A TON OF “-TIONS”: A Primer on Mediation, Arbitration and Litigation
Terry Jessop & Bitner Newsletter
Issue 22, June 2015
As long as people have disputes there will be lawyers. Lawyers typically help clients navigate the court system but there are other methods of resolving disputes as well. Here is a brief overview of the three “-tions” associated with resolving disputes: mediation, arbitration and litigation, not to be confused with other “-tions” which we do not recommend for dispute resolution, such as retribution, deflation (of tires or lungs), mutilation, conflagration, or anything else that may lead to a felony conviction.
Mediation usually occurs in two or more conference rooms in an office building. The mediator (often a retired judge), who is paid an hourly fee by the parties, bounces back and forth between the rooms, explaining the relative strengths and weaknesses of each side’s position. The mediator tries to push the parties together to see if they can settle without incurring additional fees. Unless the parties settle, everything that happens in mediation is confidential, and is not admissible as evidence in a lawsuit.
Mediation is often mandatory as a matter of contract or by order of a court. But once in mediation, the process becomes voluntary. While you may be obligated to attend, there is nothing that says you have to stay in mediation if you do not like how things are going. You can get up and leave at any time. We encourage our clients to make a good-faith effort to settle. If mediation is successful, an agreement is usually reduced to writing before the mediation adjourns. The signed agreement is enforceable. Often, a good settlement at mediation is one where no one leaves happy.
Sometimes the words mediation and arbitration are used interchangeably, but the processes are quite different. Arbitration may be thought of as an informal court proceeding. Instead of arguing in front of a judge in a courtroom, the parties argue in front of one or more arbitrators in a conference room. Like mediation, the parties have to pay the arbitrator(s), in addition to paying their own attorney’s fees. Many arbitrations proceed according to rules issued by the American Arbitration Association, which provide for limited, expedited discovery. Arbitration is designed to be faster and cheaper than litigation and it usually is, but because parties have to pay the arbitrator(s), it can be just as expensive as litigation. Arbitration can be binding or non-binding. In binding arbitration, the arbitrator issues a written ruling, which may include a money judgment. If either party disobeys, the ruling can be filed with and enforced by a court of law.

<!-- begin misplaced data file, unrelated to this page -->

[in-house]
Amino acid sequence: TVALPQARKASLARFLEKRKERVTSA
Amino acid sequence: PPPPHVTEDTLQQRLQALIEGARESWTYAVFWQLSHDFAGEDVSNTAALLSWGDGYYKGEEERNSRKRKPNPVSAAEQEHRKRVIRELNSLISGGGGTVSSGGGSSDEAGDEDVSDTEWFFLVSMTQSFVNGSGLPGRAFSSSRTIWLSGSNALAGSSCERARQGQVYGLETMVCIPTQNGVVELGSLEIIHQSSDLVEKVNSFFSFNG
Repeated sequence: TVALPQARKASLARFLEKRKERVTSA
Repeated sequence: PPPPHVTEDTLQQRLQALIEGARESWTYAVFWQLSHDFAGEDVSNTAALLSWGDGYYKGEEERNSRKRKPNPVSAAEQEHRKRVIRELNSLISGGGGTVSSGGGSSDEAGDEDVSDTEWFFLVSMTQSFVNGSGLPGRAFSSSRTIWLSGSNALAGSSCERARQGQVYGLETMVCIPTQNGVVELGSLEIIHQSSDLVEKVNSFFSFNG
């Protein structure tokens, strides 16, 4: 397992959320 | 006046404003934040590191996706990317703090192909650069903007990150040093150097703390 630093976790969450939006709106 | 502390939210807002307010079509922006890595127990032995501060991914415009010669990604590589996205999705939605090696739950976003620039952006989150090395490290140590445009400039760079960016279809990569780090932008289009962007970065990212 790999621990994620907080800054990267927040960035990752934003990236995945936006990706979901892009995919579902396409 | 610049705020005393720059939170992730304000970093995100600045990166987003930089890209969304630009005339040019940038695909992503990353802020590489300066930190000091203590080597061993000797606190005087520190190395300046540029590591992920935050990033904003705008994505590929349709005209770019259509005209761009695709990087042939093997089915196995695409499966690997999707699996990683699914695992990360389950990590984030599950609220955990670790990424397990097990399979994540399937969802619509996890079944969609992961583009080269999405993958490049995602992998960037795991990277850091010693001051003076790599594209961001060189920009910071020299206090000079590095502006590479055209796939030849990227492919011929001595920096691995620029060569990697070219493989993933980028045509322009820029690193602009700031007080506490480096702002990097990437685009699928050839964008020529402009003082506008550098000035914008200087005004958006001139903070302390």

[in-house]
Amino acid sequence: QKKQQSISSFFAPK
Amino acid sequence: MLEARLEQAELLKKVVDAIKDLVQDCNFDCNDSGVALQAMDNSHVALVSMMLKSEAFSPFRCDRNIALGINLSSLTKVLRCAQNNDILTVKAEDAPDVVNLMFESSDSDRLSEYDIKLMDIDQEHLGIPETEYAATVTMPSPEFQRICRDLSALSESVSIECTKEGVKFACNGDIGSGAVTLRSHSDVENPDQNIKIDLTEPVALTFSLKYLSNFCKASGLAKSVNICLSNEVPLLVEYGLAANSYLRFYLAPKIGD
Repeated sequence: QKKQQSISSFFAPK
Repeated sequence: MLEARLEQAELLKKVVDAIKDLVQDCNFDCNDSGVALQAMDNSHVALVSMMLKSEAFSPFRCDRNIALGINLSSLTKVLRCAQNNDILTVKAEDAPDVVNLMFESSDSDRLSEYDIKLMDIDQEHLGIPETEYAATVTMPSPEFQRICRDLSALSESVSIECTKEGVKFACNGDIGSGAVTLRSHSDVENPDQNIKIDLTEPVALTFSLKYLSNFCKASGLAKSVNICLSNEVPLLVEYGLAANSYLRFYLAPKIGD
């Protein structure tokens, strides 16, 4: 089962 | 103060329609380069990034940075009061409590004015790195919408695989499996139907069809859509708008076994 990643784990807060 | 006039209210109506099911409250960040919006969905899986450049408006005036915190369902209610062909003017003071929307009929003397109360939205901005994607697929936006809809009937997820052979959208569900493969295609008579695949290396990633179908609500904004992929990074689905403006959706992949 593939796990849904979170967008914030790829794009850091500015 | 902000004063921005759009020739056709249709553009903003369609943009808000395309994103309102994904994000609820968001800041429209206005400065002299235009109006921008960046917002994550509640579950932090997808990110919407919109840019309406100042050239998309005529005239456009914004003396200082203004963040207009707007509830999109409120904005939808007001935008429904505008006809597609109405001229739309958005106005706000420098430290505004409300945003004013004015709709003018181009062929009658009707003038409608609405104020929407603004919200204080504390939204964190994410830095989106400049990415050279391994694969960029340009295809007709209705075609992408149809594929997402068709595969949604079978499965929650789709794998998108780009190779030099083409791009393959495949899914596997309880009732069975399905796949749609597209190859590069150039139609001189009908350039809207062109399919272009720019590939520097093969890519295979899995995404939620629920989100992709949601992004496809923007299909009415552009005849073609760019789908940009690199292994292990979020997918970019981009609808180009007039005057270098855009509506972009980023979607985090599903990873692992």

Litigation proceeds through the court system. Unlike mediation and arbitration, parties do not pay the judge. Litigation tends to be slower and costlier than mediation and arbitration. However, litigation has well-defined rules and procedures, and the parties have access to a judge who can compel one side or the other to act immediately, or to refrain from acting. Utah courts have streamlined the litigation process to make state court faster, more accessible and more affordable to everyday people. Even so, expenses can add up in a hurry.
Which avenue is right for you? The answer depends on your circumstances and the other side’s willingness to participate in meaningful dialogue. If you have a dispute that you cannot solve, then litigation may be the only avenue for resolution.
Give us a call. We can help you resolve your dispute.
© Terry Jessop & Bitner June 2015